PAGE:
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Ritual purity in Islam

From Wikipedia, the free encyclopedia

Purity (Arabic: طهارة‎, ṭahāra(h) [1]) is an essential aspect of Islam. It is the opposite of najāsa, the state of being ritually impure. It is achieved by first removing physical impurities (for example, urine) from the body, and then removing ritual impurity by means of wudu (usually) or ghusl.

In the Quran

The Quran says: "In it there are men who love to observe purity and Allah loves those who maintain purity."[Quran 9:108] and also there is one verse which concerned with Taharah or purity and impurity of Humans: "O you who have believed, indeed the polytheists are unclean, so let them not approach al-Masjid al-Haram after this, their [final] year. And if you fear privation, Allah will enrich you from His bounty if He wills. Indeed, Allah is knowing and wise."[Quran 9:28]

Importance in Islam

Observing cleanliness of the soul, the clothes, and the surroundings is obligatory upon every Muslim, and this is considered as one of the pillars of Islam.

Before offering prayers, it is necessary to perform wudu, and in certain cases, both wudu and ghusl. The purifying agent is always clean water. However, during times when water is not available or is scarce, symbolic wudu and ghusl can be performed with clean dry earth which is known as Tayammum.

If the body or clothes show traces of urine, feces, semen or alcohol, then taharah becomes essential. Many juridical opinions add blood and pus to that list. The clothes should be washed and the affected part of the body cleaned with pure water, or the whole body given a ghusl as the case may be.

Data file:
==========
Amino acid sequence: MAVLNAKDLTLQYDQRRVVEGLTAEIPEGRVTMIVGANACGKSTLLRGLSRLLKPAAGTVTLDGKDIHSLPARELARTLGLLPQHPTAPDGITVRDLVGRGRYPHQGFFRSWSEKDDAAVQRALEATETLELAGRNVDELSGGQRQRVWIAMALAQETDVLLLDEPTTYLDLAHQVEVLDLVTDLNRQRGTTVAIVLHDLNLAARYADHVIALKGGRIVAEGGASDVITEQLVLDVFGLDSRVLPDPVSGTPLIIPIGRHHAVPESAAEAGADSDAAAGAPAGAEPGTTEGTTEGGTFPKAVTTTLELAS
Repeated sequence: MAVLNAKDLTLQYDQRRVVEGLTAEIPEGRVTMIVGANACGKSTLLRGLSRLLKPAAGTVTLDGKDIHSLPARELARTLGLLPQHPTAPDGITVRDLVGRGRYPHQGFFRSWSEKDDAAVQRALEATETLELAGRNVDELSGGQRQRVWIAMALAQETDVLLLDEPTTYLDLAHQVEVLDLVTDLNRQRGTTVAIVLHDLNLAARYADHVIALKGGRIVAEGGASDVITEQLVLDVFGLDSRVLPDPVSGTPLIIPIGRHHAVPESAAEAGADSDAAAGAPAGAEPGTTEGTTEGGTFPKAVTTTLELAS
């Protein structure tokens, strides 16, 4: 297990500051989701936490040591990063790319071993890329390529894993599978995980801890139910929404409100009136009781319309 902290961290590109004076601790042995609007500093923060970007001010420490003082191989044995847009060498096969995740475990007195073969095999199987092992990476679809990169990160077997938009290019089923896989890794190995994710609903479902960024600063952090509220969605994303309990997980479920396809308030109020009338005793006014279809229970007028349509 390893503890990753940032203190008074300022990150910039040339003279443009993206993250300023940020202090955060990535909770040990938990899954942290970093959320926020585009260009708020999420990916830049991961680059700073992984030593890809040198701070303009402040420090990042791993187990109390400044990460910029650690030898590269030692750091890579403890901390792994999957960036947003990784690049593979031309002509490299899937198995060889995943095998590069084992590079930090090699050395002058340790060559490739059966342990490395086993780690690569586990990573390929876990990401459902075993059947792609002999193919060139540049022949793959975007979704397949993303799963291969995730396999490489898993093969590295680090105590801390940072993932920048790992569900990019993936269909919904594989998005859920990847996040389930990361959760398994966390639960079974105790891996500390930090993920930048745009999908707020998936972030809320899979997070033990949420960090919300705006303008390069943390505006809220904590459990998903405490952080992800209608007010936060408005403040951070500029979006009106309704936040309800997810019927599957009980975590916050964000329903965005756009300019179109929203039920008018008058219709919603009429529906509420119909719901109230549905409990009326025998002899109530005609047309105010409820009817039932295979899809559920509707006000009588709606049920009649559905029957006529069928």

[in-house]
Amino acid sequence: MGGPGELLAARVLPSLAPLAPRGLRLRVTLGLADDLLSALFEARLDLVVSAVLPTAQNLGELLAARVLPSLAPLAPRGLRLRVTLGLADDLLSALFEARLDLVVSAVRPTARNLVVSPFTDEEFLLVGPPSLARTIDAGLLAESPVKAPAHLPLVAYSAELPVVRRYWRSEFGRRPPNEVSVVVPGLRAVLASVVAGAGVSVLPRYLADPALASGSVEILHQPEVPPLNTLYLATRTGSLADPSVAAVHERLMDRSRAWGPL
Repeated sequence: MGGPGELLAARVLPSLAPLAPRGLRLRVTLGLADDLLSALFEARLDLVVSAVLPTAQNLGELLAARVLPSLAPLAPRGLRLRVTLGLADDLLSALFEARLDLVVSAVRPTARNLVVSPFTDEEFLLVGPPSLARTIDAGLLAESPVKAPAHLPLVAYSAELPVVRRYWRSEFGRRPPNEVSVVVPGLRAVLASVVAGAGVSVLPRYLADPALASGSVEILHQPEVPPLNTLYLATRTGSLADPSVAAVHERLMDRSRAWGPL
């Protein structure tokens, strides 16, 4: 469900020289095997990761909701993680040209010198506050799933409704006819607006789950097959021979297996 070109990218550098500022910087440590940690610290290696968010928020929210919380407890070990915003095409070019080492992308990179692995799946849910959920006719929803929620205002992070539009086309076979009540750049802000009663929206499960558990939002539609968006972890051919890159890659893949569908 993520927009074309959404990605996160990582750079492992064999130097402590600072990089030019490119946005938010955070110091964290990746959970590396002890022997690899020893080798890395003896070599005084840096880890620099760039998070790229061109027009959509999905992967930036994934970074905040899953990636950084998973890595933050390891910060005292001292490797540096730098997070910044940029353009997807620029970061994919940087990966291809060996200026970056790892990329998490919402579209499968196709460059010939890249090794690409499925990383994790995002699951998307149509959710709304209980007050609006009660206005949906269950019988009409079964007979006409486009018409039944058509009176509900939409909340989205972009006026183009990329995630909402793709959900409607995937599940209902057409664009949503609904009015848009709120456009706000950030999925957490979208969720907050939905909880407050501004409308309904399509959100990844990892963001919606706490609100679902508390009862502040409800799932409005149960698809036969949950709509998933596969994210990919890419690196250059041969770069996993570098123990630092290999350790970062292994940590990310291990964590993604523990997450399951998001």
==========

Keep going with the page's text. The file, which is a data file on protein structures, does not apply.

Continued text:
A person must not touch the Quran if the person is not in the state of Tahara. The Quran says: None shall touch it but those who are clean (56:79). When in a state of janaba, one is not allowed even to recite the Quran, let alone touch it. In a state of minor ritual impurity, it is forbidden (in some schools, makruh) to handle the Quran and to read it, and is considered to be acceptable (neutral, mubah) to recite it, although it is better liked (recommended, mustahabb) to be ritually pure. A mushaf is only a Quran if it is the Arabic Quranic text, and a book that contains more than 50% non-Quranic material is not viewed as a Quran for the above purposes, even if it contains verses of the Quran or the entire Quranic text. Examples would be a tafsir, or a translation of the Quran such as Yusuf Ali's (with commentary) which contains over fifteen times as much text in footnotes than it does in Quranic text or Quranic interpretation in either Arabic or English, or a book of hadith that contains Quranic verses embedded in the narrations.

Shia views

In respect to purity of non-Muslims, some of the Shia Muslims believe in the impurity of non-Muslims. However, there are others which believe in purity of non-Muslims.